March 22, 2012

Minty Grapefruit Coleslaw

We have mint!

It's March going on June here in Toronto (25 degrees today!). And in our back garden I found a wee bit of mint poking its sleepy head out of the ground. I pounced on those little sprigs to make this variation on a salad I have been loving these days. It's inspired by The Big Carrot's grapefruit coleslaw. They put cilantro in their version which is equally delicious. But something about the grapefruit & mint combo is oh so refreshing and perfect for a warm spring day.




Minty Grapefruit Coleslaw
1 small cabbage
2 green onions
A dozen (or more) cherry tomatoes
2 grapefruits
1 small bunch of mint
Olive oil
Salt & Pepper

Finely chop the cabbage. Slice up the green onions, tomatoes, 1 1/2 grapefruit, and mint. Squeeze the juice from one half of a grapefruit into a bowl. Add olive oil and salt and pepper to make a dressing to your taste (I like a fair bit of salt and pepper in this one). Toss together and voila!




March 16, 2012

Polenta Fries

I have a complicated relationship with corn.

I love corn, but sometimes, it feels like it has taken over our entire food chain. Michael Pollan explains it eloquently in this article, which he prefaces by saying: "If you are what you eat, and especially if you eat industrial food, as 99 percent of Americans do, what you are is "corn." And one of my favourite blogging farmers, Gene Logsdon, puts it this way: "Corn has become a symbol of over-industrialized farming. Corn is sort of like sex. It is such a wonderful thing that it is easy to carry to excess."

Driving through rural Ontario in the summer, you see hundreds of acres of corn, each year more than the one before. It's kind of pretty, in that vibrant green monoculture kind of way. But it's hardly an example of sustainable agriculture. About 12 years ago, I found out that most of the corn grown in Canada is genetically engineered (GE) and I started doing research about it. I didn't like what I found out. It was like opening a sci-fi thriller novel packed with unsavoury details: whistle-blowing scientists fired for sharing their findings about adverse effects of GE foods, superweeds on the rise, high-level cover-ups, bribes, and large multinational companies dictating to our government exactly what kinds of crops we should grow and eat.  Call me weird, but I just don't want to eat foods that have had foreign genes spliced into them by large companies of the likes of Monsanto. Since GE foods are not labeled in Canada, and since most farm animals eat genetically engineered corn and soy, it means there are a whole bunch of foods (including meat and dairy) that I try to avoid unless they are certified organic (which prohibits the use of GE crops). For someone who loves food like I do, it can sometimes be a real pain in the ass having to ask if the corn used in my taco is organic. I never wanted to become one of "those people" that asks too many questions at the restaurant. I kind of resent GMOs for turning me into that person because it's not that I'm a picky eater, in fact I'll eat anything and everything, but I just don't want unknown genes spliced into my sandwich, that's all. This film by award-winning journalist Marie-Monique Robin explains the whole issue better than I could ever put into words, it is really a must-see especially for us North Americans who eat this stuff on a daily basis (to see the film in its entirety, click here):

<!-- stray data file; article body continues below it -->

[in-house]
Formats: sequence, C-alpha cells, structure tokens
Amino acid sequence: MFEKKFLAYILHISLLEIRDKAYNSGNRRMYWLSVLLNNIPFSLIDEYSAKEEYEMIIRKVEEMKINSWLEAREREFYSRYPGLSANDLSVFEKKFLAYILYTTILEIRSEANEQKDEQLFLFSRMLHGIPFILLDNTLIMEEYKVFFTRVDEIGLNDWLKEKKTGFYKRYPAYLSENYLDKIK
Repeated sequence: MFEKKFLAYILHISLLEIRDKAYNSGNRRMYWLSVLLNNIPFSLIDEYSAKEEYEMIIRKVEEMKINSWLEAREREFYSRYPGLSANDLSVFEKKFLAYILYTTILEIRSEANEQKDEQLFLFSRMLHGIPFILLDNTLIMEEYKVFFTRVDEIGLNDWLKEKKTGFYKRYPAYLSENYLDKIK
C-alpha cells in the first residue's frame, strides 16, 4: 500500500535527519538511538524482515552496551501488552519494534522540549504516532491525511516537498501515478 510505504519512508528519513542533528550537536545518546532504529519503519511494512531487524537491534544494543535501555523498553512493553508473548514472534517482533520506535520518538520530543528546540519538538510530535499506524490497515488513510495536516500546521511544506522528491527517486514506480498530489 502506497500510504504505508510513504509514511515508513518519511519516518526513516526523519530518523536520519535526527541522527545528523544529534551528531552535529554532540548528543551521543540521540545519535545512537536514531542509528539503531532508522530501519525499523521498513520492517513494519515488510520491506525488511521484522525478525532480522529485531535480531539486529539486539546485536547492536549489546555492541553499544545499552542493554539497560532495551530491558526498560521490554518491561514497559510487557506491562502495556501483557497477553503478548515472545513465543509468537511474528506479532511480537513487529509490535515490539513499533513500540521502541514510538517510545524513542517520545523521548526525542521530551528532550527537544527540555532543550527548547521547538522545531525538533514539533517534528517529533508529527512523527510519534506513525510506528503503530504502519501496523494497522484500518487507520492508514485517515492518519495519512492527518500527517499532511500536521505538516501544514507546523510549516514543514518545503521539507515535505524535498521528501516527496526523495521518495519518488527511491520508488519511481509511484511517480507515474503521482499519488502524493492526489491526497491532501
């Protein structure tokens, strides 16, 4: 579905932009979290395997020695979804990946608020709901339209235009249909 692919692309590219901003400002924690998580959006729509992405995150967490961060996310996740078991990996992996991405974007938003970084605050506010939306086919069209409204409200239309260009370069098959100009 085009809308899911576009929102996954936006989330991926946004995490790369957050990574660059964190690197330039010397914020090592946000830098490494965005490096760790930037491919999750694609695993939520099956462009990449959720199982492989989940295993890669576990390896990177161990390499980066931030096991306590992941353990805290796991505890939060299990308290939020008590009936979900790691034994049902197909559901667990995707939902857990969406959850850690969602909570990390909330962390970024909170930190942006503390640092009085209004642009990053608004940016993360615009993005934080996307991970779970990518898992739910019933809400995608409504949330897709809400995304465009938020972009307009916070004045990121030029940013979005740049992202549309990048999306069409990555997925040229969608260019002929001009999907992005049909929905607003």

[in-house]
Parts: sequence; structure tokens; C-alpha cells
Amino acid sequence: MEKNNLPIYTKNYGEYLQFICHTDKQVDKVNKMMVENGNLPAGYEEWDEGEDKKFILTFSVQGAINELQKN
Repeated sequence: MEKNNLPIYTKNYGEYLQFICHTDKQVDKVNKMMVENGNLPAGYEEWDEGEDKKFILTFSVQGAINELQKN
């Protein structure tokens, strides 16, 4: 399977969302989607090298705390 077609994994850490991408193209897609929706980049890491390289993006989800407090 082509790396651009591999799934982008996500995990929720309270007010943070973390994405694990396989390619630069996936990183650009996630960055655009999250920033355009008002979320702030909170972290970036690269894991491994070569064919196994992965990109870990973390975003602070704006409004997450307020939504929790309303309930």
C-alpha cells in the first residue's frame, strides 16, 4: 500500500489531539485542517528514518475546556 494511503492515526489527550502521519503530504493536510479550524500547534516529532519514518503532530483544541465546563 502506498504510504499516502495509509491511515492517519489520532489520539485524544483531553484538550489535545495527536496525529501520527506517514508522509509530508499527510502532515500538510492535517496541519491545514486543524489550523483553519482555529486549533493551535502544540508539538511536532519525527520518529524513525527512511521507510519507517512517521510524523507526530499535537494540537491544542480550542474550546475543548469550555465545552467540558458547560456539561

So, as you can see, when I say I have a complicated relationship with corn, I'm not kidding. But, here's the happy ending / beginning to my story... recently I met someone who made me fall in love with corn again. And in the process, I also fell in love with him. But we'll save those juicy details for another time... What I want to tell you about, is how exquisitely beautiful the corn that he grows is: a deep golden open-pollinated organic variety of field corn called Early Riser. This is what it looks like, isn't it a beauty?!